• Use a virtual public meeting on February 12 to ask for the addition of bike facilities in plans for improving public transit across the American Legion Bridge.
  • Bus bike racks, bike parking, and safe access to terminals will increase multimodal options.
Screen Shot 2021 01 09 at 12.04.18 PM 300x226 - Speak Up on American Legion Bridge Transit Study

Reducing this congestion will take a wide range of multimodal options. Photo courtesy of WAMU.

Northern Virginia (and Maryland) bicyclists should take advantage of a Virginia Department of Rail and Public Transportation (DRPT) virtual public meeting this week to insist that bike commuter needs be included in the development of Transportation Demand Management (TDM) plans for the American Legion Bridge

The virtual meeting on the draft recommendations from a recently completed I-495 American Legion Bridge Transit/TDM Study will occur this Tuesday, January 12, 2021, starting at 7:00 pm. You can register here and submit comments through February 1, 2021 here.

The meeting and the recommendations focus on possible transit solutions to address the fact that there currently is no bus service between Virginia and Maryland across the bridge, which currently carries 235,000 vehicles each day with a projected increase by 2040 to 280,000. General proposals to reduce congestion, improve trip reliability and regional connections include bus service, autonomous shuttles (good grief), microtransit express bus, commuter and parking information, transit signal priority, carpool/vanpool, and other commuter assistance programs.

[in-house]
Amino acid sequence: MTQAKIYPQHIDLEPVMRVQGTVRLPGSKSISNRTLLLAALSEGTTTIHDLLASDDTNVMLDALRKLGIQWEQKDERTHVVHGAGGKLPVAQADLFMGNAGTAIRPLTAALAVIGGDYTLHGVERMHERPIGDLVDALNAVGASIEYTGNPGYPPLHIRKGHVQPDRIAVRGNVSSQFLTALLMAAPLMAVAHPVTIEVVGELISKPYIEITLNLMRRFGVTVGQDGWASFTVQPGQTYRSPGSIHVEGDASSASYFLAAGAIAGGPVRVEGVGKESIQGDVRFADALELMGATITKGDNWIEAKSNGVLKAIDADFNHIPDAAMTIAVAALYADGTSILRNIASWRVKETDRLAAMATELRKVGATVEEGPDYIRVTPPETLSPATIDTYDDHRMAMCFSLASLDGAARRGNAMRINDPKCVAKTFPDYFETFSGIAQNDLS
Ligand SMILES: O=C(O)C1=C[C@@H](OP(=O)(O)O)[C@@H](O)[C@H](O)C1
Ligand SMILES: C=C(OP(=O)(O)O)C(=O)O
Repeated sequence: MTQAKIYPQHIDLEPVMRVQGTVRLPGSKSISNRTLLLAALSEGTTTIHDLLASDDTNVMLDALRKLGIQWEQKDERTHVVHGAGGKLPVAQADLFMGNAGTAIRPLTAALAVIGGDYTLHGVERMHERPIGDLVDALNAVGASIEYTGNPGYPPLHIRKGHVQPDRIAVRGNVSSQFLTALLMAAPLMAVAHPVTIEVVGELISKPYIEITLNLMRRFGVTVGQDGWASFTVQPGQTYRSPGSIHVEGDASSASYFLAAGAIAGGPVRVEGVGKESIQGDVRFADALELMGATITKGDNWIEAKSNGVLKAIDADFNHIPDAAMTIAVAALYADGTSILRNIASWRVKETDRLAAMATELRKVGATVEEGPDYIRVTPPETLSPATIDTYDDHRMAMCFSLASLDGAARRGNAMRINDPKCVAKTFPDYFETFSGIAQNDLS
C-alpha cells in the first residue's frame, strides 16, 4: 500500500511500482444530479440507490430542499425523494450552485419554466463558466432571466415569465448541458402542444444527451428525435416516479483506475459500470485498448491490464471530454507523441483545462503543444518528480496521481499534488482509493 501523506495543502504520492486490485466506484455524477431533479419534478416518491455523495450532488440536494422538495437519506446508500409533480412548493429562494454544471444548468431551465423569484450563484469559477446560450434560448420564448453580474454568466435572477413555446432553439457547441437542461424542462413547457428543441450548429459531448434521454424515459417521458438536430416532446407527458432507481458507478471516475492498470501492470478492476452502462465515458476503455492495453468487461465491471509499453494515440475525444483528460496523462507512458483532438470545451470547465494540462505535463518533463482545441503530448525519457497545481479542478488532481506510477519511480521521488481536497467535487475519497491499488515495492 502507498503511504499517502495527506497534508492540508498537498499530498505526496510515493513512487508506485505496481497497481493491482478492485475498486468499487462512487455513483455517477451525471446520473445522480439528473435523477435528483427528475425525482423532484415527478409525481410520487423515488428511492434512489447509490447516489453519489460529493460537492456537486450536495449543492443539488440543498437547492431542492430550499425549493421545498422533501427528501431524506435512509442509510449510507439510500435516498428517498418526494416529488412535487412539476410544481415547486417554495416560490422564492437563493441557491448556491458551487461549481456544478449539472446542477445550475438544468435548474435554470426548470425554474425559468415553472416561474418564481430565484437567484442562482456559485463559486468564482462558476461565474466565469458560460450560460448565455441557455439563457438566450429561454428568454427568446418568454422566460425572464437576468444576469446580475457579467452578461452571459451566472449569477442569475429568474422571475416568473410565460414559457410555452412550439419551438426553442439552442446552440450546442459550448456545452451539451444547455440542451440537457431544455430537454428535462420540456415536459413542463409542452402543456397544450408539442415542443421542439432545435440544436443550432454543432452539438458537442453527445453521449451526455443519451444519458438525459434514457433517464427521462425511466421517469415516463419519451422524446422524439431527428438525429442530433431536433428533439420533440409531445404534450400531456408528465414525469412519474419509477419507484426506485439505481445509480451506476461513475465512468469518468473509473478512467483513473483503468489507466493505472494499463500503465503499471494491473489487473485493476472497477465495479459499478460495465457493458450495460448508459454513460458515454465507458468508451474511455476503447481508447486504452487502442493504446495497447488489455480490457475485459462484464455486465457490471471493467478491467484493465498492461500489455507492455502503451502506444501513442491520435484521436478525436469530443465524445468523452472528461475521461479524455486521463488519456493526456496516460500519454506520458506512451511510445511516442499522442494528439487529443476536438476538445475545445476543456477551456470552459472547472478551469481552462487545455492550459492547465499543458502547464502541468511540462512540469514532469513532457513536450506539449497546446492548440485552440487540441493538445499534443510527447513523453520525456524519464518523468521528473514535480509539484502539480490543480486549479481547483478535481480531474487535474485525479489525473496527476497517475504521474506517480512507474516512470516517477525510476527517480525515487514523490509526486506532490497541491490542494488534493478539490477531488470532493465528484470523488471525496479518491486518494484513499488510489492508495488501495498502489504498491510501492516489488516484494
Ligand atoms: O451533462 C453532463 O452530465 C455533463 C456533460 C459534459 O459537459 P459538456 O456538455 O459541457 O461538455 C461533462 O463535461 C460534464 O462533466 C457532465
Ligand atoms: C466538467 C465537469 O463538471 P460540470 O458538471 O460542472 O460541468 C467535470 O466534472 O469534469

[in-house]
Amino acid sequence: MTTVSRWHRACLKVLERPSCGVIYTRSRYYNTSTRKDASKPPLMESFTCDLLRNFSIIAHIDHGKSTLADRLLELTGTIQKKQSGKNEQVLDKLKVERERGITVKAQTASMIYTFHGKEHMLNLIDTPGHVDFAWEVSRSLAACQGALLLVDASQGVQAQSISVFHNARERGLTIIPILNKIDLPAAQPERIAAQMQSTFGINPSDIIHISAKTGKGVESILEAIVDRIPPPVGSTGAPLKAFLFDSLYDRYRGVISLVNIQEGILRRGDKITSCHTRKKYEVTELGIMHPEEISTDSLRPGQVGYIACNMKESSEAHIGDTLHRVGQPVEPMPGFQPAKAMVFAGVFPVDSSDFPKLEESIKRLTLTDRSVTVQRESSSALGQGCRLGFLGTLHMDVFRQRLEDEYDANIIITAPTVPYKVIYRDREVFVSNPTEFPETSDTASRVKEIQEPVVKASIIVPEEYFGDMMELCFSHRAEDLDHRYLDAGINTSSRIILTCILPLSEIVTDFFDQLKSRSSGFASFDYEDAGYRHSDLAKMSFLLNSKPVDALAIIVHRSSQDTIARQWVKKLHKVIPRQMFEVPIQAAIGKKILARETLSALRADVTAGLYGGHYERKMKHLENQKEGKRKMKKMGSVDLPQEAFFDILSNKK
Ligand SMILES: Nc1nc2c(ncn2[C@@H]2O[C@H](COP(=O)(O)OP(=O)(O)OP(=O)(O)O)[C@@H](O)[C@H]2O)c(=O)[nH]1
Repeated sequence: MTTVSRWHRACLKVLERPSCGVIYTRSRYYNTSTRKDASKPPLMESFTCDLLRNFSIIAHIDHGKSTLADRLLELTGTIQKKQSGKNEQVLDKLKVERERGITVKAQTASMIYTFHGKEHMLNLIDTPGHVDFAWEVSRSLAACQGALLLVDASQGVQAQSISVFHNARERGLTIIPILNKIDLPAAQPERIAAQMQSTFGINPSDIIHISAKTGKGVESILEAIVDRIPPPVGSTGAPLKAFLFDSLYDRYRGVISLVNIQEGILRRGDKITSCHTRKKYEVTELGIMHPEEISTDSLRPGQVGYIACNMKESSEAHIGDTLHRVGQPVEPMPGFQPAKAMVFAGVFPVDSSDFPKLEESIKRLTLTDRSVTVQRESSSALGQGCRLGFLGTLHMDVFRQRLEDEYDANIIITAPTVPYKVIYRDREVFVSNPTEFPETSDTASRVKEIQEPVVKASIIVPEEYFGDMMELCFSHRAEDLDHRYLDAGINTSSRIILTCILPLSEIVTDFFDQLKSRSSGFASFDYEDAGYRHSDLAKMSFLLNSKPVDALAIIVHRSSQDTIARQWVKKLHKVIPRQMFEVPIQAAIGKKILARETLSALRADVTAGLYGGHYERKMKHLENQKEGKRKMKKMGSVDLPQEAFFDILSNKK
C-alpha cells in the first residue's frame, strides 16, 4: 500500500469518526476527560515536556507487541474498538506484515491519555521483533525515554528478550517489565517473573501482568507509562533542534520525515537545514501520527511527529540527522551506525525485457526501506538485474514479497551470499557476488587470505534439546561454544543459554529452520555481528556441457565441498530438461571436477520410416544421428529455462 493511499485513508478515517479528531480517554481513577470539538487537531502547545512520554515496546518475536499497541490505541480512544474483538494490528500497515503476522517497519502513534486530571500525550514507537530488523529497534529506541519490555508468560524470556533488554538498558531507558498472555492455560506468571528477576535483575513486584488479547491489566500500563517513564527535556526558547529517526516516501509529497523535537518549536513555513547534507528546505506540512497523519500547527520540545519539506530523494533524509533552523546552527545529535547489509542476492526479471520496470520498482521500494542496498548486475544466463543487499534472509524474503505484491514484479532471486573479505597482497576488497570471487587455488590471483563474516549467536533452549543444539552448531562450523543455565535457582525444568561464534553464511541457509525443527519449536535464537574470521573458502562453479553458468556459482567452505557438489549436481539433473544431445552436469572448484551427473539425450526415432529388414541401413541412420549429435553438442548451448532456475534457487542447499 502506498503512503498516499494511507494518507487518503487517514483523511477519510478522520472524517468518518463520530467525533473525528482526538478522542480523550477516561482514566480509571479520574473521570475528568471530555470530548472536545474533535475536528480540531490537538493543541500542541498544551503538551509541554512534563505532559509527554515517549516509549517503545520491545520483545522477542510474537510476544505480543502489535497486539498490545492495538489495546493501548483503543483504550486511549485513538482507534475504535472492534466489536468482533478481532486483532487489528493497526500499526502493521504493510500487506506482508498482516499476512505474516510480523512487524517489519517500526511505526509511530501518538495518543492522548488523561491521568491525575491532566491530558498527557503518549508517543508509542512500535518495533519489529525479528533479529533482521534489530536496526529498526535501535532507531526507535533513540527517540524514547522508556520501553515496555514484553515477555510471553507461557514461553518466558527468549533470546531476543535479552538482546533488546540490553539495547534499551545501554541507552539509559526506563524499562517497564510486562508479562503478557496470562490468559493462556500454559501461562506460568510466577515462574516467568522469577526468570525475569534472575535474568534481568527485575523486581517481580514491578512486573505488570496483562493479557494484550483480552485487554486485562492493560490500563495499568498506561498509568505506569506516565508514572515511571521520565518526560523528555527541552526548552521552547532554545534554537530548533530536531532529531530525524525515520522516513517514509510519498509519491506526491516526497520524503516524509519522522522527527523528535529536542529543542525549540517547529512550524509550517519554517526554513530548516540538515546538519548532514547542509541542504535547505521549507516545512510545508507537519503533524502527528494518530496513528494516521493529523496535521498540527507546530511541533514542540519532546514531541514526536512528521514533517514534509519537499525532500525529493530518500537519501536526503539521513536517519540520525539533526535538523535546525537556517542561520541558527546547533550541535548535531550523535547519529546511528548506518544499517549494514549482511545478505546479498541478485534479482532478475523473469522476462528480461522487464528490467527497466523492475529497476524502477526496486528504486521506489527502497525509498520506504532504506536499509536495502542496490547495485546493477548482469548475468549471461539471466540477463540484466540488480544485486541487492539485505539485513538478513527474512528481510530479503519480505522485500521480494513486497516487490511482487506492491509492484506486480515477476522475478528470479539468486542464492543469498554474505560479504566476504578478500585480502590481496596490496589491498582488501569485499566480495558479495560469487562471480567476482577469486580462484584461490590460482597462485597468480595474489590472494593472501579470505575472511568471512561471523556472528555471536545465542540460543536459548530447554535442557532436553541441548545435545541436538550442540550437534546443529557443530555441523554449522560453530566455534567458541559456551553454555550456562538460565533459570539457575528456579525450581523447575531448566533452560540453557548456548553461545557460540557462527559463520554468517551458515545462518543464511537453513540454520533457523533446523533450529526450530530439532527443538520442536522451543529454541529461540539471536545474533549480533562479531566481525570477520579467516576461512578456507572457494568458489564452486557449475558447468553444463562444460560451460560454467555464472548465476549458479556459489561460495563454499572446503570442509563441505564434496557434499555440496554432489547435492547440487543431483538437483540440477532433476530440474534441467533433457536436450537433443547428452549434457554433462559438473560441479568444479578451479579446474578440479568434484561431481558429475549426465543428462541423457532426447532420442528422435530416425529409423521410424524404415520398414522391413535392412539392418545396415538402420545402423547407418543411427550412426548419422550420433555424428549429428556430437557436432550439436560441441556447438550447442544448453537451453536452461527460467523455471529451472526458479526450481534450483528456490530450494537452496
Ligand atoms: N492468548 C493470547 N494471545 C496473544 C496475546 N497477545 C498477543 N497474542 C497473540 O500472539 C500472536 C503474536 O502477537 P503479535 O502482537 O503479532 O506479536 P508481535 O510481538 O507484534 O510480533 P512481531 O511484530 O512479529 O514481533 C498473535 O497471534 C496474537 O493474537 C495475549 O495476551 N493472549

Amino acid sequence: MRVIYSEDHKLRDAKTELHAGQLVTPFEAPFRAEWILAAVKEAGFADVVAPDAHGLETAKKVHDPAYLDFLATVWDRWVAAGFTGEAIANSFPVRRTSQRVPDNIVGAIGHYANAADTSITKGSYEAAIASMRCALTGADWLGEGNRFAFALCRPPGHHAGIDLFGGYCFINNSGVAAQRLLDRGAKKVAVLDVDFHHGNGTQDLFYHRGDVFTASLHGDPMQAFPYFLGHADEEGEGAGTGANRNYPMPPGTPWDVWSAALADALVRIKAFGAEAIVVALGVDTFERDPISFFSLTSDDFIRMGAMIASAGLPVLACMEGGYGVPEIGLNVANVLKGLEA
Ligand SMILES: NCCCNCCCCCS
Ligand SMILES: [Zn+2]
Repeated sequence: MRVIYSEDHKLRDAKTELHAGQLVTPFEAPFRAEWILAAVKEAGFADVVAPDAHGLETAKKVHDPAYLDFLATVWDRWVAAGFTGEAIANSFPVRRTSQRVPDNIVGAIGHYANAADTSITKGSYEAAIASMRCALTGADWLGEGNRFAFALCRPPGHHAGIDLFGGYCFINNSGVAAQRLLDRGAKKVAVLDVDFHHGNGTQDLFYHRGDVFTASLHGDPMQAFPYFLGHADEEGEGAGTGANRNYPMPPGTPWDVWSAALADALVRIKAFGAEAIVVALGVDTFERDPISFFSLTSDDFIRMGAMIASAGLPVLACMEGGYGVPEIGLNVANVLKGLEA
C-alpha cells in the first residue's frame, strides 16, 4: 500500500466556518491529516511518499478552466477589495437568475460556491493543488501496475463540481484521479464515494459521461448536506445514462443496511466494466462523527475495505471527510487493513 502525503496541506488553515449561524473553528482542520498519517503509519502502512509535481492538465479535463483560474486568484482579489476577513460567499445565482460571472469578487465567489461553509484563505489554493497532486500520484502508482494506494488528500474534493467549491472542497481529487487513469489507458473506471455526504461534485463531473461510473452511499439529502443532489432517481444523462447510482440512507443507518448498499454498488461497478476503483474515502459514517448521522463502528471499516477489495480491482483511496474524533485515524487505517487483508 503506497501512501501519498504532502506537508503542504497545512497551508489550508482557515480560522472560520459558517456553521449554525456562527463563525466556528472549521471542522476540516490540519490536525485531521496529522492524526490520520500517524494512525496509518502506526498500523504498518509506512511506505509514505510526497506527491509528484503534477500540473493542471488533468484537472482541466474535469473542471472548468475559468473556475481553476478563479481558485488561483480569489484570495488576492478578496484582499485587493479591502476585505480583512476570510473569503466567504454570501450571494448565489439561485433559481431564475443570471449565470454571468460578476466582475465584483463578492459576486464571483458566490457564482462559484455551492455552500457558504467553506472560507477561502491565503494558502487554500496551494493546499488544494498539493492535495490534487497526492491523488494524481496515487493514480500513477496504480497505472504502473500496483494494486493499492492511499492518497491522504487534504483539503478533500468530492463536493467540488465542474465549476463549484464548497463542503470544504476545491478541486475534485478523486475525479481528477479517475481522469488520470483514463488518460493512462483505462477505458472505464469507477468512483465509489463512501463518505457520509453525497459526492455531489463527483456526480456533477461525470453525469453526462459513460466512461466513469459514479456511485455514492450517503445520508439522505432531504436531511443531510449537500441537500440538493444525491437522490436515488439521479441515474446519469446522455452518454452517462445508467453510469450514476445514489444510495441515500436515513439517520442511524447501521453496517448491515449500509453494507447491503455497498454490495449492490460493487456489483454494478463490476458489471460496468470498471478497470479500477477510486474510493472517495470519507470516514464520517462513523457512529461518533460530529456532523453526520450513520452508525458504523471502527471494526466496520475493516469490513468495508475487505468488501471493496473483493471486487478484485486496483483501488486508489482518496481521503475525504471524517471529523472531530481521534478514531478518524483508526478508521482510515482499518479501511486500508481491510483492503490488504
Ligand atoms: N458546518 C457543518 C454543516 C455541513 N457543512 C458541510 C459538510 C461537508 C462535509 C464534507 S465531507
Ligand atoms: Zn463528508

Despite having a goal of efficient and equitable transportation choices, the study makes no mention of helping potential bicycle commuters make the trip between Virginia and Maryland. At a minimum, these transportation officials should include consideration of means to enable bikes to be a part of the multimodal options. Plans should ensure that buses and vans have bike racks and bus terminals and carpool/vanpool lots include bicycling parking facilities and safe access via shared use paths and protected bike lanes to give riders more multimodal options.

Obviously, bike commuting will be a small fraction of this effort but it never hurts to remind transportation planners of the need to make bicycle (and pedestrian) infrastructure and facilities part of the initial planning considerations. Please let them know now by commenting at the meeting or on line.

 

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